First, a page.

But anyway – back to Tolkien and the future of Who. The point I wish to make is that Doctor Who can do magic-plus. It can present all the visual and metaphorical trappings of spell-casting in other fantasy literature and go further, introducing different kinds of explanations and properties. And the reason this is important is because it enable Total Awesomeness. And I’m thinking of the kind of Total Awesomeness that you see when the Wise Old Man (or woman) archetype (the Santas, Merlins and mysterious Sages-on-the-Hill) goes badass. Key examples that give me this particular thrill in LOTR are the showdown between Gandalf and Sauron in The Fellowship of the Ring and similarly the Cure of Theoden in The Two Towers. In The Hobbit, I got “the feels” for the faceoff between Galadriel and Sauron – clips are online (though they probably shouldn’t be so I won’t link!).
In Peter Capaldi we have an actor who, I think, can carry this off more than any other since the Classic era. While Smith managed to portray an ancient Time Lord in the body of a 20-something wonderfully, there’s something that a bit of salt-n-pepper gravitas lends to the role. Capaldi certainly has a contrasting stillness and presence that may come with a bit of seniority.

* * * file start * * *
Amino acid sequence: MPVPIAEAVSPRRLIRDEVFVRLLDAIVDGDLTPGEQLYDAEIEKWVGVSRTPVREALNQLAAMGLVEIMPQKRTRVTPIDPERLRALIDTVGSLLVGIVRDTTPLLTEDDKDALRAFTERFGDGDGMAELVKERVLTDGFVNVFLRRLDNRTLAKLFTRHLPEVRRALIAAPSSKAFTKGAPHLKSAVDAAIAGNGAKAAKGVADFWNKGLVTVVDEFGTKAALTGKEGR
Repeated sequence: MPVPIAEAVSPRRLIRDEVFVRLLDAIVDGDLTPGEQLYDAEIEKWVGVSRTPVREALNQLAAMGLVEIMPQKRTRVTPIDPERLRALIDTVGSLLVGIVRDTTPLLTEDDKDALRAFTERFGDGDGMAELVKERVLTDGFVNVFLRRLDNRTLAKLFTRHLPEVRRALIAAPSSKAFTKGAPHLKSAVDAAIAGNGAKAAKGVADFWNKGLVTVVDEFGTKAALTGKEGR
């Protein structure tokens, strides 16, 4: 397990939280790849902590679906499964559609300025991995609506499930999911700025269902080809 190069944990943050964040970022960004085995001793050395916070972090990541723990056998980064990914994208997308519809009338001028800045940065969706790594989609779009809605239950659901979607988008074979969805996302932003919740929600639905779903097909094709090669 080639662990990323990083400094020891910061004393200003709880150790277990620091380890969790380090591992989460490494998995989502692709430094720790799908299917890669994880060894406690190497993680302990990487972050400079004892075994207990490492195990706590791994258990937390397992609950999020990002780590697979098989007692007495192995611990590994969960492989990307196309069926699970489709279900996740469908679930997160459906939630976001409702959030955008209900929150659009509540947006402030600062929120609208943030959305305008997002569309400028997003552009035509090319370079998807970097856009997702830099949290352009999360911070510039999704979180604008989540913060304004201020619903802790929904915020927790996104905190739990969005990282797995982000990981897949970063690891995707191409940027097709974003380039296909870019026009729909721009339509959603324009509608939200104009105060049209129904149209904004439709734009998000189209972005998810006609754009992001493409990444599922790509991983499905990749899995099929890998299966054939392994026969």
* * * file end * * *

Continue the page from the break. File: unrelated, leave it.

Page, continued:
So this is what I’d like for Christmas, Kasterborites. It doesn’t matter that the big day is gone as the delivery is being made to a production office in Cardiff, and should hopefully already be sitting on a desk:
1) More properly thought out speculative science-magic awesomeness.
2) The Twelfth Doctor getting some Wise-Old-Badass moments – probably involving stuff that looks like cool magic but without a Welsh Children’s Choir or poorly explained leaves.
3) Peter Jackson directing Capaldi in Wise-Old-Badass moments.
That is all. Doctor Who using the flexibility of its format to bring us some truly epic, magical narratives and the Doctor doing some Epic Wizardness – he’s got the Magician’s outfit and the eyebrows. All he needs are the stories. With Series 9, episode 1 being titled The Magician’s Apprentice, might I be getting my wish…?
But enough of my two-parts Brandy rambling! What do you want to see in Series 9 and beyond? What does Doctor Who look like, feel like and do when it’s at its best for you? And what gives you “the feels”?